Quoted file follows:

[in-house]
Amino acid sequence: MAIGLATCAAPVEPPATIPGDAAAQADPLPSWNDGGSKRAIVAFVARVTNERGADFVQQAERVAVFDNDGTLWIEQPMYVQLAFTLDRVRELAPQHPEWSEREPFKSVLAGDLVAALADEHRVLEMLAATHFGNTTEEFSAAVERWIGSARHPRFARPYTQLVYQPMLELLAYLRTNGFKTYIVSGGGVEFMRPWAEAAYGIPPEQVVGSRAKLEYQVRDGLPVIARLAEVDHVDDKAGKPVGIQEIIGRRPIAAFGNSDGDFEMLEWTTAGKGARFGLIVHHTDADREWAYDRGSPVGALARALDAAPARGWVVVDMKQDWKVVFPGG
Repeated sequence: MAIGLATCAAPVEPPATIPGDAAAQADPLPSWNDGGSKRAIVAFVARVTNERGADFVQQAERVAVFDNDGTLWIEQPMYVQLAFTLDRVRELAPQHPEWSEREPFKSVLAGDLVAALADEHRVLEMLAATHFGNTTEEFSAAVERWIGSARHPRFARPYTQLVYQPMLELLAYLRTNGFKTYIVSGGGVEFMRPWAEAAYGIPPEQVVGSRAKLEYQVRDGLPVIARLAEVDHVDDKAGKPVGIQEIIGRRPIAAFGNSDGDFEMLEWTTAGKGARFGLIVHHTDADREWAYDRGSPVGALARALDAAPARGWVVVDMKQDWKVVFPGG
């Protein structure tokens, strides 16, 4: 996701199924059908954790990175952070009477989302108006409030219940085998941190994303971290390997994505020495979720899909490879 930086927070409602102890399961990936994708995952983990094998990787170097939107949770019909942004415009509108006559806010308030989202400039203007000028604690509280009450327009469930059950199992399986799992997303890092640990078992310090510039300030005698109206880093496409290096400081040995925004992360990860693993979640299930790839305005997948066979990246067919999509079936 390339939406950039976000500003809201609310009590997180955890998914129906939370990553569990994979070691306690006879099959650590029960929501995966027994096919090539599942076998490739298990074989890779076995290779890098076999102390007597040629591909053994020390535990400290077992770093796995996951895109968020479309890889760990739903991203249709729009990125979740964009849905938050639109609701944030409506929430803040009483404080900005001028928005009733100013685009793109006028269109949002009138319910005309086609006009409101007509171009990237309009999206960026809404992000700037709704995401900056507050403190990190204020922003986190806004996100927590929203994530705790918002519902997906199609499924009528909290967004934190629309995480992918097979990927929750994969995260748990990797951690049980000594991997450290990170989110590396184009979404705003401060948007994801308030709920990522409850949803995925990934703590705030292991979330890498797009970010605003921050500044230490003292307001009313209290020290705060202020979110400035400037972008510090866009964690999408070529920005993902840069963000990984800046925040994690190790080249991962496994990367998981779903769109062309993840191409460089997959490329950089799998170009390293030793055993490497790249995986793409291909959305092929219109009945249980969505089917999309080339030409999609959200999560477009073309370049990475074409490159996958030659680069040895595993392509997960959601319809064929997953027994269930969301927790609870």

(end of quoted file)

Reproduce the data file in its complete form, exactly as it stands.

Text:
[in-house]
Amino acid sequence: MAIGLATCAAPVEPPATIPGDAAAQADPLPSWNDGGSKRAIVAFVARVTNERGADFVQQAERVAVFDNDGTLWIEQPMYVQLAFTLDRVRELAPQHPEWSEREPFKSVLAGDLVAALADEHRVLEMLAATHFGNTTEEFSAAVERWIGSARHPRFARPYTQLVYQPMLELLAYLRTNGFKTYIVSGGGVEFMRPWAEAAYGIPPEQVVGSRAKLEYQVRDGLPVIARLAEVDHVDDKAGKPVGIQEIIGRRPIAAFGNSDGDFEMLEWTTAGKGARFGLIVHHTDADREWAYDRGSPVGALARALDAAPARGWVVVDMKQDWKVVFPGG
Repeated sequence: MAIGLATCAAPVEPPATIPGDAAAQADPLPSWNDGGSKRAIVAFVARVTNERGADFVQQAERVAVFDNDGTLWIEQPMYVQLAFTLDRVRELAPQHPEWSEREPFKSVLAGDLVAALADEHRVLEMLAATHFGNTTEEFSAAVERWIGSARHPRFARPYTQLVYQPMLELLAYLRTNGFKTYIVSGGGVEFMRPWAEAAYGIPPEQVVGSRAKLEYQVRDGLPVIARLAEVDHVDDKAGKPVGIQEIIGRRPIAAFGNSDGDFEMLEWTTAGKGARFGLIVHHTDADREWAYDRGSPVGALARALDAAPARGWVVVDMKQDWKVVFPGG
């Protein structure tokens, strides 16, 4: 996701199924059908954790990175952070009477989302108006409030219940085998941190994303971290390997994505020495979720899909490879 930086927070409602102890399961990936994708995952983990094998990787170097939107949770019909942004415009509108006559806010308030989202400039203007000028604690509280009450327009469930059950199992399986799992997303890092640990078992310090510039300030005698109206880093496409290096400081040995925004992360990860693993979640299930790839305005997948066979990246067919999509079936 390339939406950039976000500003809201609310009590997180955890998914129906939370990553569990994979070691306690006879099959650590029960929501995966027994096919090539599942076998490739298990074989890779076995290779890098076999102390007597040629591909053994020390535990400290077992770093796995996951895109968020479309890889760990739903991203249709729009990125979740964009849905938050639109609701944030409506929430803040009483404080900005001028928005009733100013685009793109006028269109949002009138319910005309086609006009409101007509171009990237309009999206960026809404992000700037709704995401900056507050403190990190204020922003986190806004996100927590929203994530705790918002519902997906199609499924009528909290967004934190629309995480992918097979990927929750994969995260748990990797951690049980000594991997450290990170989110590396184009979404705003401060948007994801308030709920990522409850949803995925990934703590705030292991979330890498797009970010605003921050500044230490003292307001009313209290020290705060202020979110400035400037972008510090866009964690999408070529920005993902840069963000990984800046925040994690190790080249991962496994990367998981779903769109062309993840191409460089997959490329950089799998170009390293030793055993490497790249995986793409291909959305092929219109009945249980969505089917999309080339030409999609959200999560477009073309370049990475074409490159996958030659680069040895595993392509997960959601319809064929997953027994269930969301927790609870």